Who will manage and maintain the ADT when it is complete?
The ADT is complete, but will probably never actually be finished. The ADT Society, a nationwide non-profit organization, was established for the purpose of administering the affairs of the ADT, and to coordinate the efforts of the many local trail organizations that maintain the ADT.
Who uses the ADT?
Long-distance trails are used mostly by people living close to the trail and by week-enders. Backpacking excursions are normally a few days to a couple of weeks. For example, of the estimated four million users of the Appalachian Trail each year, only about 1200 walk the entire trail. This is true of the ADT as well, especially because of its proximity to urban trails where use is the highest.
Are guidebooks and maps of the ADT available? Where can I get them?
Yes, and no. There are detailed turn by turn instructions available for the entire trail as well as GPX files for use with GPS devices. There are no (current) guides to the trail in the sense of surrounding facilities. No physical maps are available although it is easy to make one from the GPX files. (See Printed Maps). TBT and GPX documents can be purchased from the ADT store.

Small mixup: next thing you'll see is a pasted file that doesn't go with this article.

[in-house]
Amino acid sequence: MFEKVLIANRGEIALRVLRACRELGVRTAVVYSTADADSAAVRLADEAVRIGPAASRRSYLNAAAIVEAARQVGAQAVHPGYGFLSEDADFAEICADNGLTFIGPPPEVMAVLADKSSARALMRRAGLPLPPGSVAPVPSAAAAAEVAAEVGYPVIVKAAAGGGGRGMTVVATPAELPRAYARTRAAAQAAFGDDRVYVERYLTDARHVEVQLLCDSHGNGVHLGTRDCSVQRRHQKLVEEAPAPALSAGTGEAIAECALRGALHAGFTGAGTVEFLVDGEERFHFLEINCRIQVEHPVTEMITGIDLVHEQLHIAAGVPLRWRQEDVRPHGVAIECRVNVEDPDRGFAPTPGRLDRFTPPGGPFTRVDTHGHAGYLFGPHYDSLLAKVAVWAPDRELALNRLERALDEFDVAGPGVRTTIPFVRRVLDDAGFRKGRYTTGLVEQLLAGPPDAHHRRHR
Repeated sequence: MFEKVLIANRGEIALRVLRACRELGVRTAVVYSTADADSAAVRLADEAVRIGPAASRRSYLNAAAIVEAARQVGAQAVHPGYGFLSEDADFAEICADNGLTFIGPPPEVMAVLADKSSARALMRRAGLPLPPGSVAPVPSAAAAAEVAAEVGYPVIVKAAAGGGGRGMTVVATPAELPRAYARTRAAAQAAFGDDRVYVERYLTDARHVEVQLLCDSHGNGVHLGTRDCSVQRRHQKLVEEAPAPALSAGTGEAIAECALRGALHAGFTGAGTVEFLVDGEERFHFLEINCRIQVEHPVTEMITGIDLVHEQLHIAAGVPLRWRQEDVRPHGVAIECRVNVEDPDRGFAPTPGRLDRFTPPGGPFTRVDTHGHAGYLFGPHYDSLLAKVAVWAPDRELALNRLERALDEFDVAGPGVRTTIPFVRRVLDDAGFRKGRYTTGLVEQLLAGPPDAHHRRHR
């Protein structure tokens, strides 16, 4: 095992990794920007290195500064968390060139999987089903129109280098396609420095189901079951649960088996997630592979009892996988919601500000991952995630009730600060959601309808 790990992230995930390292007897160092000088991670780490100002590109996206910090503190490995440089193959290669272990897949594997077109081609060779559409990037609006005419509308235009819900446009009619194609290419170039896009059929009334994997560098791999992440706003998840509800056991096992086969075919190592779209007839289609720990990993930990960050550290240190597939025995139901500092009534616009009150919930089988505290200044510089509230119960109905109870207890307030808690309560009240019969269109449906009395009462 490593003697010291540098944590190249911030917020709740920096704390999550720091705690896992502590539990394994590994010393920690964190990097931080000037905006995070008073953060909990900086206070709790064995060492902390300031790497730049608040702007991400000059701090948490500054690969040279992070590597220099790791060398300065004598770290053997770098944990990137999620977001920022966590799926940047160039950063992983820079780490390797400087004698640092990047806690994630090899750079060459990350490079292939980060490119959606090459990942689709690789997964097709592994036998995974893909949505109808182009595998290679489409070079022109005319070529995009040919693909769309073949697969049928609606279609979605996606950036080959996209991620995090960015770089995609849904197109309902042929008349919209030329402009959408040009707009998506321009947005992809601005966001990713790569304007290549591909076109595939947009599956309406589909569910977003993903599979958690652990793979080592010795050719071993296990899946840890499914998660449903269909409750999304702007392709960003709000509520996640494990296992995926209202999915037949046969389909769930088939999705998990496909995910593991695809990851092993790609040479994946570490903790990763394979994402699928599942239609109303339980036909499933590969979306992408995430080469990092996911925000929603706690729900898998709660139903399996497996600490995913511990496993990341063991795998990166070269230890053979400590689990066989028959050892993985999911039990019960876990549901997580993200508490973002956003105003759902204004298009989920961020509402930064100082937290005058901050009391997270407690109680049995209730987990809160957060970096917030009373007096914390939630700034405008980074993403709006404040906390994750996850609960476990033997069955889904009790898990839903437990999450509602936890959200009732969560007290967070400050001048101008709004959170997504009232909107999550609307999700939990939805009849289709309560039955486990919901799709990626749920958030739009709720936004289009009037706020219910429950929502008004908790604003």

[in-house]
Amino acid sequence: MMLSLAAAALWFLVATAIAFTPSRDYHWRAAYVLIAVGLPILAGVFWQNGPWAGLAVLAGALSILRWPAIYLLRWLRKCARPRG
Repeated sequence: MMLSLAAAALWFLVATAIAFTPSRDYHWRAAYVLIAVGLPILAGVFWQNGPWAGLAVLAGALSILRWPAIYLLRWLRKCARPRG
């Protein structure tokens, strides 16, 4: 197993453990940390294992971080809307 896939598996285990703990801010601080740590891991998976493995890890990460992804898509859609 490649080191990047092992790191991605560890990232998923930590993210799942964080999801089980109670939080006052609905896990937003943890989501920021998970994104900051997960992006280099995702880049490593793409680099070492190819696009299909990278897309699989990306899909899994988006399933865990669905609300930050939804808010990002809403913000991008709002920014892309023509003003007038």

When will I be able to walk or ride the entire ADT?
A person can walk or ride the entire American Discovery Trail today, more than half of the 6,800-mile route is currently marked with ADT signs.
What is the National Trails System?
The National Trails System Act (NTSA) was enacted by federal legislation in 1968 as a framework for a national system of connected scenic, historic and recreational trails. Today, there are 11 National Scenic Trails, which are protected scenic corridors for outdoor recreation located primarily in the backcountry; 19 National Historic Trails, which recognize prominent routes of exploration, migration, commerce, and military actions; and almost 1,300 National Recreational Trails, shorter trails which vary in length, terrain, difficulty and accessibility and are managed by public and private agencies at the local, state and national levels.
How does the ADT fit into the National Trails System?
The American Discovery Trail is being proposed as the first of a new category of long-distance trails – National Discovery Trails – that will give recognition to the significance of urban and metropolitan trails that have developed mostly over the past 25 years, and to backcountry trails. This new category would recognize that using and enjoying trails close to home is equally as important as traversing remote wilderness trails. In February 2019 legislation authorizing ADT signage on federal lands was passed and sign placement is under way across the country. For the very latest legislative activity please visit our Legislation page.
Who do I contact to become an ADT volunteer or member?
Contact the ADT or any of our State Coordinators. You can also sign up for membership through the ADT Store.
American Discovery Trail Society
PO Box 1514
Front Royal, VA 22630-0032
Phone: (800) 663-2387